Reducing energy loss during fiber optic transmission: Page 2 of 2

August 13, 2019 //By Jean-Pierre Joosting
Reducing energy loss during fiber optic transmission
In a study, Engineers at the University of Illinois exploited an interaction between light and sound waves to suppress the scattering of light from material defects – which could lead to improved fiber optic communication.

Light waves travel through most materials at the same speed irrespective of direction, be it forward or backward, Bahl said. "But, by using some direction-sensitive opto-mechanical interactions, we can break that symmetry and effectively shut down backscattering. It is like creating a one-way mirror. By blocking the backward propagation of a light wave, it has nowhere to go when it encounters a scatterer, and no other option than to continue moving forward."

To demonstrate this phenomenon, the team sent light waves into a tiny sphere made of silica glass, called a microresonator. Inside, the light travels along a circular path like a racetrack, encountering defects in the silica over and over again, amplifying the backscattering effect. The team then used a second laser beam to engage the light-sound interaction in the backward direction only, blocking the possibility of light scattering backward. What would have been lost energy continues moving forward, in spite of defects in the resonator.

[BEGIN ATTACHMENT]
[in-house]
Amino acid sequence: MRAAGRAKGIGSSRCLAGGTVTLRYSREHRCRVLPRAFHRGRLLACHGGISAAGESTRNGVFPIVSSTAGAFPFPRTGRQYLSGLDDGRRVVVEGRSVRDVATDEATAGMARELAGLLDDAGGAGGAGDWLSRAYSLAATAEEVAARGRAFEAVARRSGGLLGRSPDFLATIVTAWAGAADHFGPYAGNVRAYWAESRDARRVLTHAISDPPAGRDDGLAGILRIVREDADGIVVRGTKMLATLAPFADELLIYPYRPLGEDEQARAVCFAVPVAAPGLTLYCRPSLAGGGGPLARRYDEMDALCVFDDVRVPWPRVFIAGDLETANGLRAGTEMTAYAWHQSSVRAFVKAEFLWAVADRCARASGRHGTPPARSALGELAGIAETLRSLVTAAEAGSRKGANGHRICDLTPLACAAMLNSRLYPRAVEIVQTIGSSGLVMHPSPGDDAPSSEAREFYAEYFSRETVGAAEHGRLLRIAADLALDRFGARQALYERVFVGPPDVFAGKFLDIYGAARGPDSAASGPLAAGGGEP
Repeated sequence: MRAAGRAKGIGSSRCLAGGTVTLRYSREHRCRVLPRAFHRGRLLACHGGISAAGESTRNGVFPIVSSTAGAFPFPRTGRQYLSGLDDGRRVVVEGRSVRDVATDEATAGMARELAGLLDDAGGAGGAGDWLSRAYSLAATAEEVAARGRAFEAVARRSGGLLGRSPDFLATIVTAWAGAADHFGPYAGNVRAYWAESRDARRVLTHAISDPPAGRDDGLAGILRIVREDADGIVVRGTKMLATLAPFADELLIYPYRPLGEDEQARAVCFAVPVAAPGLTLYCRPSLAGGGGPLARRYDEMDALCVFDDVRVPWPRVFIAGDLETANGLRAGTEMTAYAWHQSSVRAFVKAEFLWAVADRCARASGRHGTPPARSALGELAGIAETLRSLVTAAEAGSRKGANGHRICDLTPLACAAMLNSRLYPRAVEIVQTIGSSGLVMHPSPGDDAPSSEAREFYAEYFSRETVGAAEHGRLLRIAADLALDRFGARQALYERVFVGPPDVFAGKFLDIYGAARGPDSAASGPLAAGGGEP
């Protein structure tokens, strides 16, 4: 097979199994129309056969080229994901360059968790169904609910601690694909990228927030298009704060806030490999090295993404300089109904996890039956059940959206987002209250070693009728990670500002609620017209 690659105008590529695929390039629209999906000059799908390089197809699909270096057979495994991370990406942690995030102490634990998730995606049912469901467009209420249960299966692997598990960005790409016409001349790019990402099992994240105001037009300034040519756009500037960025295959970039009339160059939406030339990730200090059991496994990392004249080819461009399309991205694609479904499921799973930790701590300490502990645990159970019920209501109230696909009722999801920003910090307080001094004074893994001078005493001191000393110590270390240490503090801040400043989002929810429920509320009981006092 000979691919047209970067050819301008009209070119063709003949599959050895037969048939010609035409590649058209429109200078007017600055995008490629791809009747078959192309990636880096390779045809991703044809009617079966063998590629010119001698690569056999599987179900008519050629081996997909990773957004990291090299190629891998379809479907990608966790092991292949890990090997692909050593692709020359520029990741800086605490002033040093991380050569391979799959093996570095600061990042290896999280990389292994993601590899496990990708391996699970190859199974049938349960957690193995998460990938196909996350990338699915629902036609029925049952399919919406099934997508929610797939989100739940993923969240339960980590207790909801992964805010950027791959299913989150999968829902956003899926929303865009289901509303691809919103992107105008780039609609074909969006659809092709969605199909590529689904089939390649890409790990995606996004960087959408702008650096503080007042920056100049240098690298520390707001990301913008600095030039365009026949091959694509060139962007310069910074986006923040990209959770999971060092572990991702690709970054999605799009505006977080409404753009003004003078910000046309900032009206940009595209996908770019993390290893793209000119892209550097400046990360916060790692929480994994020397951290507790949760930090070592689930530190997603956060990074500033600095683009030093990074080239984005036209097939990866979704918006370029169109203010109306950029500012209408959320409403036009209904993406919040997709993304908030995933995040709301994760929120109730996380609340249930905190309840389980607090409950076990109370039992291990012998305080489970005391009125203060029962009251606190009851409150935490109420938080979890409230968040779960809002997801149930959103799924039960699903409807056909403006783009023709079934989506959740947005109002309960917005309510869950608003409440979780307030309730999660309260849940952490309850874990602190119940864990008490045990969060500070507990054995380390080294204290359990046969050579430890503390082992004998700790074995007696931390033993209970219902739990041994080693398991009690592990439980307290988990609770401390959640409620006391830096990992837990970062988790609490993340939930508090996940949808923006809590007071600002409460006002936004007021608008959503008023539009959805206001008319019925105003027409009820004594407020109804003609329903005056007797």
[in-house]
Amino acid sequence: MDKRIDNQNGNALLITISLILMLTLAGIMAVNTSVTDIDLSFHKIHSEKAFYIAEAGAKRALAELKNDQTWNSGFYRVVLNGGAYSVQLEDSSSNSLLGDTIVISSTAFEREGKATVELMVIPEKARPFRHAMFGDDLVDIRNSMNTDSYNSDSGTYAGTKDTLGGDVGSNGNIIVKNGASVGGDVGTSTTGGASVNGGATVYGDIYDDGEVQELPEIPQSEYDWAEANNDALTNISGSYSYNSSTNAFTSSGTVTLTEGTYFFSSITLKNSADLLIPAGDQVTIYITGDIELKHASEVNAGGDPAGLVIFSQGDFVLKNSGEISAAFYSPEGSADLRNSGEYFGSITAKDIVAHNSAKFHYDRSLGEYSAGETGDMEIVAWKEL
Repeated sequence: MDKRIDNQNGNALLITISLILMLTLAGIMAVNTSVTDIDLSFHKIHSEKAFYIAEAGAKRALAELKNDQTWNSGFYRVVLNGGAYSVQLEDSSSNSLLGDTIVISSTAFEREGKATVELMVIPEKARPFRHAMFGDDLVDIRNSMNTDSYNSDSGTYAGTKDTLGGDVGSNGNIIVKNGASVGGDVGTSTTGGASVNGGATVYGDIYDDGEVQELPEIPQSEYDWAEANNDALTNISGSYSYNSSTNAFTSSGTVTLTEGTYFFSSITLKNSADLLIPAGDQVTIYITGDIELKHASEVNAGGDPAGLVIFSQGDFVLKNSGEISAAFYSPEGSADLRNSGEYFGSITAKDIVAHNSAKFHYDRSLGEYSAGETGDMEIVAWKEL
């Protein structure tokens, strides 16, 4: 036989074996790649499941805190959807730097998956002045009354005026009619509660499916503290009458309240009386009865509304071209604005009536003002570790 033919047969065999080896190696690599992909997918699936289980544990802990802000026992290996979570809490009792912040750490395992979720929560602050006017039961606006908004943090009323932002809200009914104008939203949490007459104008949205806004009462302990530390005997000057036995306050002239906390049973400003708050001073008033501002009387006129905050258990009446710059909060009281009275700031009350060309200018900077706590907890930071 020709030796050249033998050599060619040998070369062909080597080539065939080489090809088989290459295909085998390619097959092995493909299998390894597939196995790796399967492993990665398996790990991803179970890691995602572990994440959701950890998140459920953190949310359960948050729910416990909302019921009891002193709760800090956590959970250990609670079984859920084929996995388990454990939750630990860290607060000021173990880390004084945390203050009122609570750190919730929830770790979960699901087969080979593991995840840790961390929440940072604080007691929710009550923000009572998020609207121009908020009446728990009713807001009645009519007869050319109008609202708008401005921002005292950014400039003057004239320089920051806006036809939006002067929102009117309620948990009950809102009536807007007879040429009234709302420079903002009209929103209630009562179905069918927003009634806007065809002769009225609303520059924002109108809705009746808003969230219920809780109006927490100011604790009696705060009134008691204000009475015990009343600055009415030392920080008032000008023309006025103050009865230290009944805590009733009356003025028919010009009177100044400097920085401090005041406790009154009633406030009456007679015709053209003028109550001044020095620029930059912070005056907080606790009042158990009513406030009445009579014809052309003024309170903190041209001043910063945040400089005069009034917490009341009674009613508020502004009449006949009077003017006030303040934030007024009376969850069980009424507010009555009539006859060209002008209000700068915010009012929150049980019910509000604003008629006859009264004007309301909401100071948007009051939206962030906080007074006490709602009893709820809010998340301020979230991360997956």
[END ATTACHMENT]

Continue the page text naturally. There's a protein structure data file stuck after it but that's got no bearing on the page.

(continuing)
Being able to stop the backscattering is significant, but some of the light is still lost to side scattering, which scientists have no control over, Bahl said. "The advance is therefore very subtle at this stage and only useful over a narrow bandwidth. However, simply verifying that we can suppress backscattering in a material as common as silica glass suggests that we could produce better fiber optical cable or even continue to use old, damaged cable already in service at the bottom of the world's oceans, instead of having to replace it."

Trying the experiment in fiber optic cable will be the next step in showing that this phenomenon is possible at the bandwidths required in optical fiber communications.

"The principle that we explored has been seen before," Bahl said. "The real story here is that we have confirmed that backscattering can be suppressed in something as simple as glass, using an opto-mechanical interaction that is available in every optical material. We hope that other researchers examine this phenomenon in their optical systems, as well, to further advance the technology."

The National Science Foundation, Air Force Office of Scientific Research and the Office of Naval Research supported this study.

The paper "Dynamic suppression of Rayleigh backscattering in dielectric resonators" is available at https://dx.doi.org/10.1364/OPTICA.6.001016.


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